Diversity and leadership
The Three Cs of Managing Diversity: Composition-Core-Climate Managing organizational diversity starts with developing an organization’s strategic planning to be inclusive of diversity and directed toward organizational and systemic change. It presumes a commitment to goals of diversity leadership.
It makes the business case for training to move leaders and members toward a goal where diversity means good business; it brings in customers, expands the customer base, promotes a climate where all voices are included, and strives toward a workforce composition that is diverse and delivers its products or services in a culturally competent manner. The senior author has defined this to mean addressing the Three Cs of Diversity: recruiting and retaining a diverse Composition of the workforce and clientele, developing the Core of business products and services to be delivered in a culturally competent manner, and promoting a welcoming and inclusive workplace Climate within the organization. Moodian (2009) views contemporary leadership and leadership success as attainable through intercultural competence and stresses the importance of moving away from ethnocentric leadership philosophies given the growing dominance of diverse workforces and greater racial/ethnic heterogeneity of populations in countries throughout the world today. He suggests a strategic planning process or business plan that is inclusive of diversity and offers seven steps toward managing diversity for organizational change. “The business case is about capturing talent, understanding markets, utilizing diverse perspectives for innovation, knowing how and how not to pitch products, and ultimately, how to generate employee commitment” (Moodian, 2009, p. 39). The seven steps include the following: Generating Executive Commitment—Nothing happens in an organization without buy-in from the top. Diversity needs to be a goal embraced by leaders within an organization and starts with a visioning process. Assessment—This process helps the organization understand its current state regarding diversity. This essentially means doing a SWOT analysis of the Three Cs; this might include assessing composition of the workforce and its clientele, assessing policies and procedures that might pose internal barriers for hiring and promotion, assessing climate of the organization for inclusion and respect for all dimensions of diversity, and marketing strategies and business goals that are inclusive of diversity. This helps identify needs, set priorities, and to define goals and objectives for a strategic plan that is inclusive of diversity and provides data to serve as benchmarks. Diversity Council—The establishment of such councils provides a formal mechanism within the organization that serves the purpose of getting feedback to and from employees and explaining diversity and any initiatives that are created to employees. Systems Change—The executive leadership needs to align organizational systems and operational practices with diversity goals. These include pay equity reviews, revamping promotional processes to ensure fairness and equal access, setting performance objectives for hiring, establishing affinity groups or mentoring for employees, or establishing performance objectives for managers and employees in their performance reviews. Training—This should NOT be designed to change an organization. Training is effectively and appropriately used to create awareness and help people develop knowledge and skills, which could result in behavior change. Training is too often used as an isolated tool to promote organizational change with limited or even negative results. At best, using training in this way is like using a screwdriver to drive a nail. Measurement and Evaluation—“What gets measured gets done” is a common phrase supporting the importance of measuring the effects of change processes and evaluating the results of targets and goals that are; this includes both process and outcomes of the strategic plan. Integration—Creating a feedback mechanism for continuous improvement is always important to ensure that short-term changes have long-term impact.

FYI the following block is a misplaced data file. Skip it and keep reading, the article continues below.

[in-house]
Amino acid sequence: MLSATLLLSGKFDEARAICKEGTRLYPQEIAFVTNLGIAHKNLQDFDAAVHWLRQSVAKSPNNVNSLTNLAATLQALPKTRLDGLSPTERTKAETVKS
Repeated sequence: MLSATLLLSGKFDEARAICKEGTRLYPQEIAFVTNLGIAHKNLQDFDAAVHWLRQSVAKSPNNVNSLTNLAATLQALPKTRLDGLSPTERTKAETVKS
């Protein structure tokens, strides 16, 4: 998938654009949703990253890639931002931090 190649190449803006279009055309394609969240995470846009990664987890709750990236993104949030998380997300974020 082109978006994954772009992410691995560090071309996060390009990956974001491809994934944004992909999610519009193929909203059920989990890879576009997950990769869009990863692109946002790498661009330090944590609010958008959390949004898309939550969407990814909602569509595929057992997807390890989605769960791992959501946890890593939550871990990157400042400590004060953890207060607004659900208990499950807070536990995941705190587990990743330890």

A strategic planning process is different from diversity training as a tool for organizational change. It is when an organization or its leaders attempt to envision the future, conduct a SWOT analysis, and develop a plan for organizational success and direction that it can have lasting impact on promoting a diverse and global workplace culture. Organizational change will flow from its policies, procedures, and strategies. Evaluation of Outcomes Managing diversity as part of organizational change is best done when systems audit for organizational diversity are in place to measure outcomes. This includes measures for the Composition of the workforce, Core products of the business, and Climate of the organization. A systems audit for organizations on its level of diversity might include whether or not the organization does the following: Promote access for all populations Is relevant for today’s leadership contexts Empowers the clients and workforce Is applicable to solving contemporary problems Establishes diverse work group teams Addresses the dynamics of organizational composition based on heterogeneity of its workforce and organizational culture A set of criteria to evaluate the inputs (plan and commitment) and outputs (activities, services, and products) with feedback mechanisms to answer the core question of: How do you know when the organization is doing well? What data are available to indicate how to stop, adjust, or improve less effective actions? On screening and appraisal of leaders, what are the criteria for identifying potential leaders? Do they unintentionally exclude some groups based on their social identities that are immaterial to their effectiveness as leaders? Do criteria for performance appraisals lead to bias because of unconscious beliefs and values about leader behaviors? How is it objectively measured? Measuring Organizational Cultural Competence Measuring organizational cultural competence has proven to be very challenging. As discussed in Chapter 2 and 8, cultural competence is represented by the acceptance and respect for differences, continuing self-assessment regarding culture, careful attention to the dynamics of differences, continuous expansion of cultural knowledge and resources, and a variety of adaptations to belief systems, policies, and practices. However, organizational cultural competence needs to be evaluated at the same level as other organizational indicators such as measuring profitability, market share, and customer satisfaction. Cross, Bazron, Dennis, and Isaacs (1989) first coined the term cultural competence as part of six developmental levels along a continuum from cultural destructiveness to cultural proficiency to describe where a mental health service delivery system might be situated in its responsiveness to the culture of its patients. Over the years, cultural competence developed its own language, values, principles, norms, and expected behaviors; by its own definition, it became a culture and a movement. While cultural competence has been used extensively in health and mental health systems of care, it has only recently come into the leadership literature as a way to promote diversity within corporations and organizations. Although it has become well accepted that focusing on the cultural identities of patients and staff is essential to deliver quality culturally competent care for all patients, the cultural competence movement was challenged from the beginning to develop definitions and standards for organizations that could be more specific than “I know it when I see it.” The development of the measurement of organizational cultural competence saw three milestones: Cross’s Cultural Competency Continuum—is a framework of the developmental process of cultural competence (Cross et al., 1989) that was a major contribution to understanding how cultural competence could develop within an organization or in individuals. The six stages are identified on Table 9.1. However, by defining these developmental stages based on values, beliefs, feelings, and behaviors, the continuum is more a description of “cultural good” than a standard for measurement. This continuum contains a cultural bias with categories such as “destructiveness” or “blindness” that tend to demonize the early stages of the development of cultural competence. Consequently, it cannot provide the basis against which the cultural competence of disparate organizations can be measured. Since the early stage categories, as defined by Cross, can also exist in a culturally competent organization, a problem arises when one culture is measured with another. Values, beliefs, and feelings of the continuum are also the primary elements of culture. As Albert Einstein (n.d.) demonstrated, “problems cannot be solved at the same level of awareness that created them.”